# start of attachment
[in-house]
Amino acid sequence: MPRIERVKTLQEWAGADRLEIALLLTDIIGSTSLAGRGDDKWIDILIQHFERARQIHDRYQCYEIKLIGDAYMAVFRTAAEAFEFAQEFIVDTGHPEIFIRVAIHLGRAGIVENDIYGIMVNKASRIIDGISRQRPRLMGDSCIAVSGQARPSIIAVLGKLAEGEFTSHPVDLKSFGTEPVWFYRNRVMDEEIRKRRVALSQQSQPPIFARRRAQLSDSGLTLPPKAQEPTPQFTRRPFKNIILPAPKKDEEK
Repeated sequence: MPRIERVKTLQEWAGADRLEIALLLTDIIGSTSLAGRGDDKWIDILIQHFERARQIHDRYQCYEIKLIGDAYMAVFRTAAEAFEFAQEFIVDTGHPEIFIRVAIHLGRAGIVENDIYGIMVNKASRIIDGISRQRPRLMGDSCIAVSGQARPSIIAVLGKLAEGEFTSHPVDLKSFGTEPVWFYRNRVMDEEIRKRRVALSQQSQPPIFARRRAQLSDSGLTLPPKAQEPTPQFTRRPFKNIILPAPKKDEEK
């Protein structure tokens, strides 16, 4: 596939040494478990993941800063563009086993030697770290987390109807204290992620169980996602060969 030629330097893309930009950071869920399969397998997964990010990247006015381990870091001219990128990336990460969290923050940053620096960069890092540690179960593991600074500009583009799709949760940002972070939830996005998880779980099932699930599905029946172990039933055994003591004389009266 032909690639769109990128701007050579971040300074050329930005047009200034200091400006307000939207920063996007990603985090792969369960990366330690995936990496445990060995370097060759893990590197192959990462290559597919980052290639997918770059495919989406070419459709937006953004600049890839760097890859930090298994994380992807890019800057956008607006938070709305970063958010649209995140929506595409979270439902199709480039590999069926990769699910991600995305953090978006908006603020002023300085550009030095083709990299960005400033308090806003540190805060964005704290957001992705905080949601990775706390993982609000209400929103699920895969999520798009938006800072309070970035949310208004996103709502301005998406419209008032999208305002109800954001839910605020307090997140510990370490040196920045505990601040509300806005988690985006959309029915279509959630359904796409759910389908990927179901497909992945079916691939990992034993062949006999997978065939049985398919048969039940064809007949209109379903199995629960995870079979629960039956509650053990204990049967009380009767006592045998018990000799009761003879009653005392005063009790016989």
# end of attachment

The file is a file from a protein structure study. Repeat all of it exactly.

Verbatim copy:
[in-house]
Amino acid sequence: MPRIERVKTLQEWAGADRLEIALLLTDIIGSTSLAGRGDDKWIDILIQHFERARQIHDRYQCYEIKLIGDAYMAVFRTAAEAFEFAQEFIVDTGHPEIFIRVAIHLGRAGIVENDIYGIMVNKASRIIDGISRQRPRLMGDSCIAVSGQARPSIIAVLGKLAEGEFTSHPVDLKSFGTEPVWFYRNRVMDEEIRKRRVALSQQSQPPIFARRRAQLSDSGLTLPPKAQEPTPQFTRRPFKNIILPAPKKDEEK
Repeated sequence: MPRIERVKTLQEWAGADRLEIALLLTDIIGSTSLAGRGDDKWIDILIQHFERARQIHDRYQCYEIKLIGDAYMAVFRTAAEAFEFAQEFIVDTGHPEIFIRVAIHLGRAGIVENDIYGIMVNKASRIIDGISRQRPRLMGDSCIAVSGQARPSIIAVLGKLAEGEFTSHPVDLKSFGTEPVWFYRNRVMDEEIRKRRVALSQQSQPPIFARRRAQLSDSGLTLPPKAQEPTPQFTRRPFKNIILPAPKKDEEK
């Protein structure tokens, strides 16, 4: 596939040494478990993941800063563009086993030697770290987390109807204290992620169980996602060969 030629330097893309930009950071869920399969397998997964990010990247006015381990870091001219990128990336990460969290923050940053620096960069890092540690179960593991600074500009583009799709949760940002972070939830996005998880779980099932699930599905029946172990039933055994003591004389009266 032909690639769109990128701007050579971040300074050329930005047009200034200091400006307000939207920063996007990603985090792969369960990366330690995936990496445990060995370097060759893990590197192959990462290559597919980052290639997918770059495919989406070419459709937006953004600049890839760097890859930090298994994380992807890019800057956008607006938070709305970063958010649209995140929506595409979270439902199709480039590999069926990769699910991600995305953090978006908006603020002023300085550009030095083709990299960005400033308090806003540190805060964005704290957001992705905080949601990775706390993982609000209400929103699920895969999520798009938006800072309070970035949310208004996103709502301005998406419209008032999208305002109800954001839910605020307090997140510990370490040196920045505990601040509300806005988690985006959309029915279509959630359904796409759910389908990927179901497909992945079916691939990992034993062949006999997978065939049985398919048969039940064809007949209109379903199995629960995870079979629960039956509650053990204990049967009380009767006592045998018990000799009761003879009653005392005063009790016989």